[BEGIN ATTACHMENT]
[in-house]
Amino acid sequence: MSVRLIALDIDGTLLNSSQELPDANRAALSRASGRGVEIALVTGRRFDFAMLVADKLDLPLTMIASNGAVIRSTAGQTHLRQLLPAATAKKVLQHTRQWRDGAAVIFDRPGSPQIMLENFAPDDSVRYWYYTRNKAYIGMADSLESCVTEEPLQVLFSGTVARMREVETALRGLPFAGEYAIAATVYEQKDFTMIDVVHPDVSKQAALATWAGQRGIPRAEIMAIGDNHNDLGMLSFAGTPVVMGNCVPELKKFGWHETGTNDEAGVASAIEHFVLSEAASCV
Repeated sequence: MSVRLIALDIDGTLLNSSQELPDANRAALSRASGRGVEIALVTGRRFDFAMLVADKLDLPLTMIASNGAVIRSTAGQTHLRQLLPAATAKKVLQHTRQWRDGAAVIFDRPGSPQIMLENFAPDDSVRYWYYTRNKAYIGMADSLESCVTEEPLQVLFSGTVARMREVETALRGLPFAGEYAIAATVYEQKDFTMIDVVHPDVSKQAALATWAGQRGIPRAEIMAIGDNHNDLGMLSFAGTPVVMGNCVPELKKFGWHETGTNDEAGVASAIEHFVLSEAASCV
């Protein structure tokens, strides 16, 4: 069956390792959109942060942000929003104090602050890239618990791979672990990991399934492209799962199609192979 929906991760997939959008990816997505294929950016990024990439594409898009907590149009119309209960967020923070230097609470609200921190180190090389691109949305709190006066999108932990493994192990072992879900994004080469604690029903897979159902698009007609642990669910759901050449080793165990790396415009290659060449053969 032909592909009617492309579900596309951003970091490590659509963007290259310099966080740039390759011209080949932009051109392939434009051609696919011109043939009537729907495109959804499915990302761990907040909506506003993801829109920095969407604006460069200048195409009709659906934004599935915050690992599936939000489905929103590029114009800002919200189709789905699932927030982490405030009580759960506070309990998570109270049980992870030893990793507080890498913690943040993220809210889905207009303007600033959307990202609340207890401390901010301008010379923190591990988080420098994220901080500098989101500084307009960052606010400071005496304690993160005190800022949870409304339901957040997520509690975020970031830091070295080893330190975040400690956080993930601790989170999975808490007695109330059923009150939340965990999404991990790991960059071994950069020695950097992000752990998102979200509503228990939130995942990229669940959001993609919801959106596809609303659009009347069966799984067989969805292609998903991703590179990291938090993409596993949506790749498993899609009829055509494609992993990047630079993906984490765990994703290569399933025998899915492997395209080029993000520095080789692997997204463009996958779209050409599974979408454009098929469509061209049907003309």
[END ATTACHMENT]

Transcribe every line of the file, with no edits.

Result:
[in-house]
Amino acid sequence: MSVRLIALDIDGTLLNSSQELPDANRAALSRASGRGVEIALVTGRRFDFAMLVADKLDLPLTMIASNGAVIRSTAGQTHLRQLLPAATAKKVLQHTRQWRDGAAVIFDRPGSPQIMLENFAPDDSVRYWYYTRNKAYIGMADSLESCVTEEPLQVLFSGTVARMREVETALRGLPFAGEYAIAATVYEQKDFTMIDVVHPDVSKQAALATWAGQRGIPRAEIMAIGDNHNDLGMLSFAGTPVVMGNCVPELKKFGWHETGTNDEAGVASAIEHFVLSEAASCV
Repeated sequence: MSVRLIALDIDGTLLNSSQELPDANRAALSRASGRGVEIALVTGRRFDFAMLVADKLDLPLTMIASNGAVIRSTAGQTHLRQLLPAATAKKVLQHTRQWRDGAAVIFDRPGSPQIMLENFAPDDSVRYWYYTRNKAYIGMADSLESCVTEEPLQVLFSGTVARMREVETALRGLPFAGEYAIAATVYEQKDFTMIDVVHPDVSKQAALATWAGQRGIPRAEIMAIGDNHNDLGMLSFAGTPVVMGNCVPELKKFGWHETGTNDEAGVASAIEHFVLSEAASCV
């Protein structure tokens, strides 16, 4: 069956390792959109942060942000929003104090602050890239618990791979672990990991399934492209799962199609192979 929906991760997939959008990816997505294929950016990024990439594409898009907590149009119309209960967020923070230097609470609200921190180190090389691109949305709190006066999108932990493994192990072992879900994004080469604690029903897979159902698009007609642990669910759901050449080793165990790396415009290659060449053969 032909592909009617492309579900596309951003970091490590659509963007290259310099966080740039390759011209080949932009051109392939434009051609696919011109043939009537729907495109959804499915990302761990907040909506506003993801829109920095969407604006460069200048195409009709659906934004599935915050690992599936939000489905929103590029114009800002919200189709789905699932927030982490405030009580759960506070309990998570109270049980992870030893990793507080890498913690943040993220809210889905207009303007600033959307990202609340207890401390901010301008010379923190591990988080420098994220901080500098989101500084307009960052606010400071005496304690993160005190800022949870409304339901957040997520509690975020970031830091070295080893330190975040400690956080993930601790989170999975808490007695109330059923009150939340965990999404991990790991960059071994950069020695950097992000752990998102979200509503228990939130995942990229669940959001993609919801959106596809609303659009009347069966799984067989969805292609998903991703590179990291938090993409596993949506790749498993899609009829055509494609992993990047630079993906984490765990994703290569399933025998899915492997395209080029993000520095080789692997997204463009996958779209050409599974979408454009098929469509061209049907003309």